The Tokugawa Shogunate allowed samurai to wear a katana, as well as a short sword, all the time. The shoto, or short sword, could be either in the form of a wakizashi, ko katana, or a kodachi. This assembly became known as the daisho, which was the combination of the words daito and shoto. The daisho was exclusive only for the samurai, since the swords were representative of their honour and social status.
Koshirae or the ornate mountings on the daisho became a fashion statement for the samurai during this period. Such adornments may range from tsuka with rayskin and silk and tsuba fitted with copper, brass, and other precious metals, among others.
The Meiji Restoration put an end to the shogunate, as well as the samurai as a social class. With the 1876 Haitorei Edict, the Japanese government banned virtually everyone from carrying a katana, other than the military and the police. During this period, katana production decreased and swordsmiths switched to forging other items, as the Japanese military began to modernize.
However, the interest in katana returned once more in the mid-19th century when the country started to adopt a militaristic attitude. Thus, in the years prior to World War II, military officers were required to wear swords. Unfortunately, the katana constructed in this period had a different, non-traditional forging process and were dubbed as showato. Because of the method used in the creation of these blades, the Japanese government did not consider the showato as true swords, as compared to the ones that came before it and were forged traditionally.
Showa and Heisei Eras (Shinsaku)
After the 2nd World War, the production of the katana went on after being banned for nearly a decade from 1945 to 1953. With the ban lifted, the Japanese government imposed a restriction on swordsmiths and the process of becoming one. These limitations were mainly focused on the requirements of becoming a katana bladesmith and that bladesmiths throughout the country should produce no more than two swords per month.
Nowadays, apart from turning katana smithing into an art form, the katana has become an integral part of martial arts. The sword remains popular throughout the world through the practitioners of iaido, battojutsu, and kendo. With that said, the katana is also used when conducting tameshigiri or test-cutting and performing kenjutsu kata.
Process of Making a Katana
Tamahagane, also known as Japanese steel or white steel #1, is the main ingredient used in creating a katana. This material is produced by smelting iron-sand or pig iron mixed with charcoal. Tamahagane has high carbon content, which, if forged and prepared properly, gives the katana blade its durable composition.
The process of smelting takes around more or less three days. In this procedure, the katana craftsman would heat the iron-sand or pig iron in a tatara (furnace), allowing the carbon and iron to fuse at such high temperature.
Once the tamahagane is ready, the bladesmith would start forging the steel into workable billets, a process known as tanren. In this procedure, the swordsmith would fold and beat the billets several times to remove all the remaining impurities and inclusions from the steel. The craftsman would then combine the hard and soft steel together, with the former taking up the outer layer, while the latter forms that core of the blade.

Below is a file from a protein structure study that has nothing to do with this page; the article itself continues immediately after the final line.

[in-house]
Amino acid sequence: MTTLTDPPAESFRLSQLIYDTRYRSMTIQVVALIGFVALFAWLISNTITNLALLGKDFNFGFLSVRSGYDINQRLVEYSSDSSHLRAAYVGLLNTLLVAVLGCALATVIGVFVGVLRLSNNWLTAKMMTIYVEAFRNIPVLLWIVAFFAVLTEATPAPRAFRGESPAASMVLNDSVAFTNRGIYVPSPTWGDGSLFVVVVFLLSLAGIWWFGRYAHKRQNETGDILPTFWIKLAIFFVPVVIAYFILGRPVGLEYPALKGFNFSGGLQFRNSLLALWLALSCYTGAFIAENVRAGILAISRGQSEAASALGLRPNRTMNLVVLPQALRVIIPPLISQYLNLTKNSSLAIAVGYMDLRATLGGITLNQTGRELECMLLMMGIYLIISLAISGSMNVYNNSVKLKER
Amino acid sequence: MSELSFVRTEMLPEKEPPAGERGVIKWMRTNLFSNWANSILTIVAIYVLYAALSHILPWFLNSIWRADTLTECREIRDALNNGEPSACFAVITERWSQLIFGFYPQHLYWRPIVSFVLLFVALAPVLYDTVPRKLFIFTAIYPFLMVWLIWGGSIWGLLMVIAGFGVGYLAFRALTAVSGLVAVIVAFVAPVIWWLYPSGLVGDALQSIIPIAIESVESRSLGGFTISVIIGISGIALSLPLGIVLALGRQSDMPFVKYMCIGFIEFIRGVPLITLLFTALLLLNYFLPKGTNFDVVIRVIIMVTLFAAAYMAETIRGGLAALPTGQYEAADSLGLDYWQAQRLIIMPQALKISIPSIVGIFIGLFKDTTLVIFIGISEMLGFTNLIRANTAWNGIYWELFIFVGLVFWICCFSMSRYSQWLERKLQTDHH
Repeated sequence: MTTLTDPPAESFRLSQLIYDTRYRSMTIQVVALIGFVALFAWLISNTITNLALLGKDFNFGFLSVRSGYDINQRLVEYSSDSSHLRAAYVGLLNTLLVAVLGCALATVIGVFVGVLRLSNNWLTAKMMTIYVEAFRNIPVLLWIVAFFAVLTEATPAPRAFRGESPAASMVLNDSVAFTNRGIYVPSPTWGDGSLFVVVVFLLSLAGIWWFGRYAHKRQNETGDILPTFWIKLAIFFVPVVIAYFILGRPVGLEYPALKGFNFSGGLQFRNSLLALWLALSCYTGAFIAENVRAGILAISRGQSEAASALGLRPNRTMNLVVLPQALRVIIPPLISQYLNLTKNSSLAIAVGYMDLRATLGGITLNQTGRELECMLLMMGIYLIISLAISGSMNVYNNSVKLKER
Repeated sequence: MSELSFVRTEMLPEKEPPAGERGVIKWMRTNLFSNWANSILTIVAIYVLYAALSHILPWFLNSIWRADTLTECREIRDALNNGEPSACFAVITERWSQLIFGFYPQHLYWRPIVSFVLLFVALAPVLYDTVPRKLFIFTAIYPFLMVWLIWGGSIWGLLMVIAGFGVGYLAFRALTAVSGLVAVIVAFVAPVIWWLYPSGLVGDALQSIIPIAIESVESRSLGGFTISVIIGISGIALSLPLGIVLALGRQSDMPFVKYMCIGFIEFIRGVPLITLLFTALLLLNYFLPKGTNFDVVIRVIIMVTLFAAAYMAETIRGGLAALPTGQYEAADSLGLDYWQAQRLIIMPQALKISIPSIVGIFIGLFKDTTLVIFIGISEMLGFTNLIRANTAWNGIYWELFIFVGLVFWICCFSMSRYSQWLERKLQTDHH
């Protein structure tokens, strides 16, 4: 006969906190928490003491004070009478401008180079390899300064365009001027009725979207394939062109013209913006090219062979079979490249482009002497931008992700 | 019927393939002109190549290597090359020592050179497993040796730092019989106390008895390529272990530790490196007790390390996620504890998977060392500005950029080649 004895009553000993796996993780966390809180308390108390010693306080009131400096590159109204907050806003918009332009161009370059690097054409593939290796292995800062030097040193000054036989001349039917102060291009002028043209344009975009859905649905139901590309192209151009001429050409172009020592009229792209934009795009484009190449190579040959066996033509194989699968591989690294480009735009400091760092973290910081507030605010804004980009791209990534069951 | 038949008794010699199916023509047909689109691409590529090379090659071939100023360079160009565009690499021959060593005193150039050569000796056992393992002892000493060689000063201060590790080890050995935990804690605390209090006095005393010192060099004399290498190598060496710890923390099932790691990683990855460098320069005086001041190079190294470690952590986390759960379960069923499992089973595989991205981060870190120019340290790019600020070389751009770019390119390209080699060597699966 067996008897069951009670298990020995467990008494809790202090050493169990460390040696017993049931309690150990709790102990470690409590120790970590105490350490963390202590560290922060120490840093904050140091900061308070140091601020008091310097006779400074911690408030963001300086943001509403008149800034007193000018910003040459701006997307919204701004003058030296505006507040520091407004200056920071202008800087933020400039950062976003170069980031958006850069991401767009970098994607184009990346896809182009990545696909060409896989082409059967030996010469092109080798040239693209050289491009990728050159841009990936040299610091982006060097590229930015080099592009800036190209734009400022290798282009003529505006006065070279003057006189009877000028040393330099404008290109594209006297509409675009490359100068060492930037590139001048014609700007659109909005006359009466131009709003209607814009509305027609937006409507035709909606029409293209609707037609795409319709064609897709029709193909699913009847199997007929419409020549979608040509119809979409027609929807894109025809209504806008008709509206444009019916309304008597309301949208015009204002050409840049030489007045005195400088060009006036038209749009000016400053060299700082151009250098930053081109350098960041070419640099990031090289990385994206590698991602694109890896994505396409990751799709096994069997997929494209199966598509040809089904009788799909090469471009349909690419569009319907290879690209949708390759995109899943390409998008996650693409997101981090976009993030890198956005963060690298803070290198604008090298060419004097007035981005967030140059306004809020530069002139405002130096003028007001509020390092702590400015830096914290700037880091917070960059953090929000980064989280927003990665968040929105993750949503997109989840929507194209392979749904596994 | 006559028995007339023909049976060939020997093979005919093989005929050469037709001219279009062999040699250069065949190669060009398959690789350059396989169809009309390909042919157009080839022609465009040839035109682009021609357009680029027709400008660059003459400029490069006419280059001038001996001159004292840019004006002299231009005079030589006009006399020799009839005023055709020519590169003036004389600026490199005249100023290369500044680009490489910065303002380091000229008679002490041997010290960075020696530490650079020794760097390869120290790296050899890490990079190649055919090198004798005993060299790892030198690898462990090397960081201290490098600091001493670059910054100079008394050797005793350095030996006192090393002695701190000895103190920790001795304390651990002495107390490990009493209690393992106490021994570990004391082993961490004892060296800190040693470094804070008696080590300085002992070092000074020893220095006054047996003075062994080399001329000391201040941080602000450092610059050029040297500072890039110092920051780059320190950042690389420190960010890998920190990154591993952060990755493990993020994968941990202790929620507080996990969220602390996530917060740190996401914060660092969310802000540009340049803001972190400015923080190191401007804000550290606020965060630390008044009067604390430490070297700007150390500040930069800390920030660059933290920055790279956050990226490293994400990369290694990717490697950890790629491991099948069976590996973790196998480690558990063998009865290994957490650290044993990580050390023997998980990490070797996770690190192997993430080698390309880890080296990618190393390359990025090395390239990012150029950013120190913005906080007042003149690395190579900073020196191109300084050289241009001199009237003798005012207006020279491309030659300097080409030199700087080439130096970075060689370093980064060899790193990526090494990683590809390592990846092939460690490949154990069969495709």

At this phase of the forging process, the steel has not yet obtained its signature curve. This feature only transpires when the steel is subjected to differential quenching, which is a method in which the bladesmith cools the sections of the steel at varying temperatures. This procedure is made possible through tsuchioki, or the application of a type of wet clay paste on the steel in varying layers.
In this manner, the tapered, outer edge of the steel becomes martensite, which is an extremely hard type of steel. Moreover, pearlite, a ductile, soft type of steel, takes up the outer core, while the softer ferrite takes up the inner core and inner edge of the blade.
Interestingly, what was once a symbol of the samurai — Japan’s defunct elite warrior class during its feudal era — the katana had been elevated to an art form. This eventual evolution of the katana is what serious sword collectors appreciate about the blade. This procedure also provides the blade with the distinct hamon line or the wavy pattern which outlines the hardened, sharp edge of a katana. Swordsmiths call this process yaki-ire.
Afterwards, a katana craftsman would polish the sword, giving the surface of the blade a mirror-like finish. This step is also called shiage. Decorations, which may be in the form of a hi (more commonly known as blood groove) or a horimono or carving, would be engraved on the blade. Finally, the craftsman would put a signature on the nakago, or tang of the blade.
- Katana and Uchigatana: What’s the Difference?
Though the uchigatana is the official term for the katana, both swords differ in one aspect, and that is from the way each sword was crafted. As mentioned earlier, the uchigatana gained popularity during the Sengoku period, during which a large-scale war required a massive volume of weapons, chief among these was the katana.
Such was the urgency at that time that the uchigatana were not produced the way a swordsmith would have crafted a katana. That’s because a katana would have taken months to produce, even by today’s standards, whereas the uchigatana might have only taken weeks. For that matter, the term uchigatana is used to distinguish a low-quality katana.
Why Is the Katana Valued Highly in Japan?
As swords, the katana was designed as weapons. At the same time, however, the katana were also seen as objects of divinity, a belief that is rooted in the culture of the samurai, which upholds honor and courage, among anything else. For this reason, the practice of rewarding a samurai with an exceptionally crafted katana became a form of reward system sometime during the 13th and 14th centuries. Even Oda Nobunaga and Hideyoshi Toyotomi had their own katana collection which they might possibly have handed out to their generals and loyal retainers.
This custom, in effect, did not just elevate the katana to the status of a divine, ceremonial weapon, but it also increased its value as a work of art. Nowadays, this tradition remains alive not just among sword collectors around the world, but also among katana enthusiasts throughout Japan.
Final Word — The Origin and History of the Katana
From pop culture to serious sword collectors, the katana has become more than what it is today: a symbol that transcends beyond the memory of the samurai. Once regarded as an auxiliary weapon and used only as a last resort in battle, the katana has evolved out of necessity and ingenuity throughout the centuries.
Moreover, because of the amount of skill and craftsmanship poured into the creation of the katana, the sword became more than just a weapon: it became a valuable gift. For that matter, the katana was regarded as a ceremonial blade that is highly esteemed not just by the samurai themselves, but also by the people who look up to the nobility of Japan’s elite warrior class.